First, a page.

Tag Archives: literary fiction

Review: The Forger’s Daughter (Bradford Morrow)

This is a slow starting book. And I don’t mean a “get past the first couple chapters slow” kind of book. I mean more along the lines of “get to about 30% on the ereader” kind of slow. The pace is enough to turn off the reader. This reader, however, plunged onward. I really wish I hadn’t, because outside of some things I’ll get into below, this book annoyed me. A lot.

Twentyish years ago, the now-reformed Wil was a forger, specializing in books and letters. What I did not know going into this book is that it is a sequel to a book called, aptly enough, The Forgers. I’ve not read that, but I will give this book points for at least being able to stand on its own. Annoyingly, however, this is only possible by the characters telling us all about what happened before. Wil got caught, lost part of his right hand, they moved, and so on. He’s now a stay at home dad who occasionally does consulting for the bookstore where his wife Meghan works, as well as authenticity checks for auction houses and book dealers to weed out forgeries. There is a humorous moment when Wil is asked to authenticate something that is his own forgery. Although he points out for the acquirers that it is, in fact, a forgery, without telling them it is *his* forgery, they proceed to overrule him and sell it at auction for a tidy sum. Most of the time – he tells us – they defer to his opinions.

We come to know – via incredibly stilted prose and dialogue, as if this is taking place in 1900 instead of now – that Wil’s old nemesis, Slader, is basically blackmailing him into copying Edgar Allen Poe’s first book, Tamerlane. Wil doesn’t seem to have much of a backbone to me, but there are vague threats and he gives in rather immediately, with his daughter Nicole – herself now an accomplished author and copier – pitching in. I suppose this is what the title meant, and the title implies that the daughter has taken over the forging (at least to me) and that’s actually what pulled me in to request it. Alas, it is not the case. Nicole mainly stands by while Wil does most of the work, occasionally going with him to various places because…..because the plot requires it/it’s in the script, I suppose.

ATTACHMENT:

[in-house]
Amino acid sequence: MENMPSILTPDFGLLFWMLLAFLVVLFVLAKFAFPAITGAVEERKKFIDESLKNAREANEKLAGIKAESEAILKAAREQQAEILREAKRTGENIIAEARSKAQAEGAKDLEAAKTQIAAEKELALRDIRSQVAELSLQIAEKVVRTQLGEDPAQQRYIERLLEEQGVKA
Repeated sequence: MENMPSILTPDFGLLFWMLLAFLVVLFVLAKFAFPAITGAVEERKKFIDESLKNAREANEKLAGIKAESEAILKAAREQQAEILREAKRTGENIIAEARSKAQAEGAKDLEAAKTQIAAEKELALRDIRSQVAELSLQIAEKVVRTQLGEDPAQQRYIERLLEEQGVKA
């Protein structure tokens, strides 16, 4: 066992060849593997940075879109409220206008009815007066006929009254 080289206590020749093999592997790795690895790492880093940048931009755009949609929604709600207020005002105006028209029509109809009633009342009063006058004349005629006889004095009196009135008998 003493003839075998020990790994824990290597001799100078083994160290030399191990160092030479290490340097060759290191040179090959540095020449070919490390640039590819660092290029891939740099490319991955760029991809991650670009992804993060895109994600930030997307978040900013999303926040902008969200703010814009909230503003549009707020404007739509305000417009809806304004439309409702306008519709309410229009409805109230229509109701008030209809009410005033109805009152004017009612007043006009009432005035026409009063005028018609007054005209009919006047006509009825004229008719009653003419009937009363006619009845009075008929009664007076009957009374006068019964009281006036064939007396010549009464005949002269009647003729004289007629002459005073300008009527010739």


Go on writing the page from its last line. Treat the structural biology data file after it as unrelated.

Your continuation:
There’s no real tension in the bits where Slader presents Wil with the copy he’s lifted from someone’s home, with a directive to get a forgery made by x date so he can slip the forged copy back in place and take the (also forged) one he’s lifted to sell without the owner being the wiser for it. Wil just gives us giant infodumps about how things were before and how he has all the feels, but in the end, we know forging is in his blood and what he loves to do – because the things he tells us in his lengthy monologues make us understand this is so.

In fact, there’s a TON of telling in this book, whether it’s Wil or Meg, in their confusingly presented, alternating narratives, running down “what came before” for the reader or just telling us how they feel in the moment. That’s the bad sort of telling. The good sort of telling are the details about forgeries and paper and ink and printing and the other things in which a bibliophile (like me; like the author, I presume) would be interested. Those are, unfortunately, the best part of this book.If the author were to write a nonfiction book about the history of forged books, letters, and papers, or even one restricted to a particular genre or author, I’d probably like that lot more than this, which is not very suspenseful, seemed to be wrongly attached to the mystery genre when it would seem more at home in the literary fiction group, and which has an ending I neither liked nor believed, even for a fictional tale.